Cramer sees a real bargain in eBay under $34, where it is right now. He’s been bullish on eBay for months, but he’s now reevaluating the company from a new perspective – one that has seemed to slip by Wall Street and the 20 analysts that cover the company.
Most analysts are looking at eBay in the wrong way, Cramer said, and once they change their uniform view of the company it should lead to upgrades and higher prices. It seems like those who cover eBay fret and obsess over the listings in its auction business, Cramer said, while overlooking the fact that auction listings are becoming less important to the company’s performance. eBay is a company that’s taking active steps to change what it is levered to, and for the most part Cramer doesn’t think people are paying attention.
The key issue is advertising. When you think of a stock that’s benefiting from ad dollars moving out of television and print and onto the web, you probably think of a name like Google . That view is becoming increasingly wrong, Cramer said. With eBay, online advertisements are a better business than its listings and that’s going to take the stock higher, he said.
The company has been making a conscious effort to clean up its site by taking down low-quality listings, which should increase the percentage of unique visitors who bid on listed items. That will increase average sale prices because eBay takes a cut every time something is sold. But even though the listings are improving, they fell 6% year-over-year last quarter at the same time sales from the marketplace business were up 26% and earnings were up 50%. This tells Cramer that auctions are starting to matter less. And that’s without even mentioning PayPal, which eBay owns and Cramer considers the online analogue to Mastercard , his favorite play on plastic.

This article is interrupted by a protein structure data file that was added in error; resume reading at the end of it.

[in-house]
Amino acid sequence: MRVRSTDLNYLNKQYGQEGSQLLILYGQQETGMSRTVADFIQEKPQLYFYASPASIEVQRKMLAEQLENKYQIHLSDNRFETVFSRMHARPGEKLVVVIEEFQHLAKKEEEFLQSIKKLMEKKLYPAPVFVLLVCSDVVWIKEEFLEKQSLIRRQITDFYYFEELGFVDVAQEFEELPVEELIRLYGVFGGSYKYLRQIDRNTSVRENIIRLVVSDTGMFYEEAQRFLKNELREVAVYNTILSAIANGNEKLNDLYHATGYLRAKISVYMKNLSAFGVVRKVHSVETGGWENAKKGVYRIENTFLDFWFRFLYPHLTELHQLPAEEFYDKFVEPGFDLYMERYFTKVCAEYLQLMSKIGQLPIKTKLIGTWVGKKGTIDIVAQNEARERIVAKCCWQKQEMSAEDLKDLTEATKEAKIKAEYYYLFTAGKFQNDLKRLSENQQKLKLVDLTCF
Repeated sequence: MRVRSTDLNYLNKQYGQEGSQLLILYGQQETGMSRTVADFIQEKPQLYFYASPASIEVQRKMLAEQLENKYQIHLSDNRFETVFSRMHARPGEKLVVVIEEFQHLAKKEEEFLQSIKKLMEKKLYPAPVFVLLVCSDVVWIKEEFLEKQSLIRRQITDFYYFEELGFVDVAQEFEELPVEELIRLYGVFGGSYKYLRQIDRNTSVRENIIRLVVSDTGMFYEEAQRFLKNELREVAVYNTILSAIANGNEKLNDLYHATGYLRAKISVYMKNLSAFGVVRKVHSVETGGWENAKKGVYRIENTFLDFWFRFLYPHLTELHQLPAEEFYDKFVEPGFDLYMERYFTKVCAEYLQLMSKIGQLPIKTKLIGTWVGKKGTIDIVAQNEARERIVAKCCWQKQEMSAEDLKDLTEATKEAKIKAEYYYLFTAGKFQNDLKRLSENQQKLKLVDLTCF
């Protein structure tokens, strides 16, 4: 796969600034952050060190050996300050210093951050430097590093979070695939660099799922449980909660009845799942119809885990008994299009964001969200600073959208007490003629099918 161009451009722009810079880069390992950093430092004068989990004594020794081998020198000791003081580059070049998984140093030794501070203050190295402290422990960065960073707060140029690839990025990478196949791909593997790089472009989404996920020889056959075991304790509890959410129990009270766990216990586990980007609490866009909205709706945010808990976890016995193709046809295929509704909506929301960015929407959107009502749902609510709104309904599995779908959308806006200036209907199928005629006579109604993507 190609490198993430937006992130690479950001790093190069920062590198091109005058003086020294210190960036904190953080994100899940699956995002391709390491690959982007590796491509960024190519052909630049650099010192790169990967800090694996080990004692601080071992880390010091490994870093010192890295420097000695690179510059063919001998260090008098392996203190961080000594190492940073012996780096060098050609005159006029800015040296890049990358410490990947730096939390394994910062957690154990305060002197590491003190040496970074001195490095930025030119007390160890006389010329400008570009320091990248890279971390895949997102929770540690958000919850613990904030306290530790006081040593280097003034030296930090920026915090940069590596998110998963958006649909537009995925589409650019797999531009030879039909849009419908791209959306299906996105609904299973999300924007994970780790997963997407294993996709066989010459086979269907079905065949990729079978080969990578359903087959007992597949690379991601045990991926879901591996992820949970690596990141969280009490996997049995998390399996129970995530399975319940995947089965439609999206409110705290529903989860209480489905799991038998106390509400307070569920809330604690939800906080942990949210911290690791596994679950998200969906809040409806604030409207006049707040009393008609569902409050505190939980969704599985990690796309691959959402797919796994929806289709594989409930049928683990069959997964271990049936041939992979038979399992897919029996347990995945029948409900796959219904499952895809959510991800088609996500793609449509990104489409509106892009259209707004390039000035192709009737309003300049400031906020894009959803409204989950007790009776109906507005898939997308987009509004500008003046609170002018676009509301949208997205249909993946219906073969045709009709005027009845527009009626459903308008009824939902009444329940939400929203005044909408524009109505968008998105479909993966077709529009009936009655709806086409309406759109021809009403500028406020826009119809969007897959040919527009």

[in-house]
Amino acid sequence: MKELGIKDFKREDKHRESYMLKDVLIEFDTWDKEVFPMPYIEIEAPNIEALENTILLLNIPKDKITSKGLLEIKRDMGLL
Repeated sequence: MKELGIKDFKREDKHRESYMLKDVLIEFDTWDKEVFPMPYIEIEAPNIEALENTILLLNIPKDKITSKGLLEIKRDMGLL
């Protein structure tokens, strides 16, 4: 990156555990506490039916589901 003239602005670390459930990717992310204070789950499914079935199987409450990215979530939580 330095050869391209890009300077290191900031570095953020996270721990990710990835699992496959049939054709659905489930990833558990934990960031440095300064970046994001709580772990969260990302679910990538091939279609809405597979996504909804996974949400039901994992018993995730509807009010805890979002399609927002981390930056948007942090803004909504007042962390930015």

You need to look at eBay as a long-term investment because, while the company is changing, it’s happening fast, Cramer said. Next year analysts expect eBay to learn $1.60 of earnings per share. One estimate is that online advertising will only make up 6 cents of earnings per share. But if you look to the future, in 2012 the expectation is that ad sales will bring in 32 cents of earnings per share – coming in at around 10% of eBay’s earnings. That’s what you should be looking for, Cramer said – the profitable transition.
As more people understand that eBay isn’t just an auction house but also an advertising company and a digitalization of commerce play, the higher Cramer thinks the stock will go. That is the biggest positive here, Cramer said, but there are others, including eBay’s ratcheting up of its classified business both domestically and internationally. And although Cramer was never a huge fan of eBay’s $2.6 billion acquisition of Skype, although he appreciates that Skype is growing registered users and sales at a pretty fast clip.
Bottom Line: eBay is tapping into the online ad market for more and more of its revenues and it’s a better business than auction listings, Cramer said. Along with PayPal, it should take the stock higher.
Questions for Cramer?
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